In the antique and innocent 1980s, a girl could make it all the way through high school without ever seeing a pornographic magazine—at least this girl did—which left movies and books as the source of erotic information. And the movies that had interesting sexual content, like, 9 1/2 Weeks, A Room With A View and Purple Rain—were legendary. One of the strangest and most magical entries in this canon, for me, was Another Country, the story of two boys’ affair at an English boarding school, with the boys played by Rupert Everett and Cary Elwes. (Everett already being a source of obsession from the Judith Krantz miniseries, Princess Daisy, but I digress). The combination of gorgeous boys, forbidden love and the English pastoral setting has left me with a soft-spot for English boarding-school romance, which is how I picked up Wilberforce, by H.S. Cross, a flawed but wonderful novel from FSG, published in 2015.
Wilberforce is the story of a 17-year-old attending a third rate English boarding school in 1926, who is plagued by sexuality, loneliness and the half-formed urges to be a good man. He seems mostly ordinary, somewhat athletic, handsome enough, considered bright but lazy by his teachers, but as the novel progresses his situation becomes more precarious. His mother has died, his father retreats into grief, the school itself with its old-fashioned codes of honor and behavior has been undermined by the cynicism following the first World War (and presumably by the loss of a generation of men to be masters; most of the teachers are ancient). Tragedy, by the time it strikes, seems inevitable.
A well-written, high-stakes world of caning, gay sex, boarding-school hideouts and rugby drama is my cup of tea. The first older-boy sadist/villain is named Silk Bradley (!), and Wilberforce’s obsession with the older, magnetic Spaulding is the stuff of legends. But, though I’m focusing on the fun bits here, the author is aiming for high literature, more The Secret History than Princess Daisy. Wilberforce is haunted by tides of emotion, premonitions of darkness, has beautifully detailed memories and flashbacks. His perspective is rich and sometimes intensely overblown in a teenage way, but I liked that. Here’s a passage after he’s deliberately tackled Spaulding in rugby (the reader doesn’t know yet why), that displays some of the drama and pleasure of Cross’s prose:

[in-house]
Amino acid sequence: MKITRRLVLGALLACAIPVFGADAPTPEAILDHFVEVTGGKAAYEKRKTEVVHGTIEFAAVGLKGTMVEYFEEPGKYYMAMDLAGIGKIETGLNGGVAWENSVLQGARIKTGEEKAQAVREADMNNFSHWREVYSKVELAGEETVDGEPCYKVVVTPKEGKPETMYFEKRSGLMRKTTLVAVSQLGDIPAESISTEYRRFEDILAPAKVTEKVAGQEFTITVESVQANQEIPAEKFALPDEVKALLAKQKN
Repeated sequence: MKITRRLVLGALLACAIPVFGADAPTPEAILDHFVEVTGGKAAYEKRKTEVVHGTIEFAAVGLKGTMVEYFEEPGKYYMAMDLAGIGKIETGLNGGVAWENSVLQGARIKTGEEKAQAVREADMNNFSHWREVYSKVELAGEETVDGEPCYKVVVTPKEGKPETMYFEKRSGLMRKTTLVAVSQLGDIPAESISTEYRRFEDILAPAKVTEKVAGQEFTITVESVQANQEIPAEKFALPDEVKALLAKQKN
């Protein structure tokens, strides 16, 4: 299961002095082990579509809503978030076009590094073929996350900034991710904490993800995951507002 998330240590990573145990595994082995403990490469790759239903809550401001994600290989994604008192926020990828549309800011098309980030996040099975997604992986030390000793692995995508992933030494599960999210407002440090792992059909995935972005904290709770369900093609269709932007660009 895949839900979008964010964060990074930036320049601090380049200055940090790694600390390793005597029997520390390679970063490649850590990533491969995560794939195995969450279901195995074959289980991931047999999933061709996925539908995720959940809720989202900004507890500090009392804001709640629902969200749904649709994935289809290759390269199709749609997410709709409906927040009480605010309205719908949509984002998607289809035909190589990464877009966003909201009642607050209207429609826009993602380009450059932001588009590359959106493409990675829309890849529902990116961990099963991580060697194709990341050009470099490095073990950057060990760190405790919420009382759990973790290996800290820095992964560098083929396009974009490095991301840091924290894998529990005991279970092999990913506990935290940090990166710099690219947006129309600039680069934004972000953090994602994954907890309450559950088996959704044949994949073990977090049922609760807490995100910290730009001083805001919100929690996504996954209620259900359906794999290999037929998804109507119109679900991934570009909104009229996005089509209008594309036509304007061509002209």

Now in his mouth the aftertaste of blood, in his chest the dread of life turned ill, and in his bones the shock of impact—savage, fatal—with Spaulding.
Or, here’s a memory, richly detailed:
His mother never made him drink foul things. She always put in honey so being ill didn’t have to be worse than it was, she said. When he couldn’t keep things down, she gave him boiled sweets and ice, hammered to shards in a tea towel.
I also thought the novel’s qualities as a historical fiction were pretty good. The characters’ psychology didn’t feel modern, nor did the dialog. The writing had a kind of dry humor on topics like boarding-school discipline and Victorian pornography that worked well as a historical voice.
And as the action amps up in the first half of the book, Wilberforce becomes a page-turner.
So, then, I was puzzled-baffled-disappointed by what went wrong in the second half. After a school holiday the previous threads are largely dropped, a major character disappears and another appears to fulfill his narrative functions, and some annoying conceits arise, like a chapter where Wilberforce literally sees and talks to two versions of himself, one bad, one good. What I really wanted to know was, How did this book get bought by FSG in this shape? Could it possibly have been bought on a proposal? Why didn’t it get a much better edit? Was the writer difficult to work with? Did people run out of time? All of the above?
There are the bones of a great story in here…. there is a great story in here. But [spoilers, sorry] after the boy Wilberforce madly loves dies in front of him, he returns to school and starts flirting with a bar-maid? Right away? His sexuality which has basically seemed sympathetic and reasonable until this point suddenly becomes pathological? It’s all a muddle. I understand that he wants spiritual redemption, but not the sense that the narration thinks he needs it badly enough to bring in a Bishop, as Cross does.
It seems like at some point a decision was made that the story is the redemption of a character gone totally off the rails, when the story I thought I was reading was about a lonely kid trying to survive an insane boarding school.
So, I liked a lot of things about the writing, but for me this book didn’t work.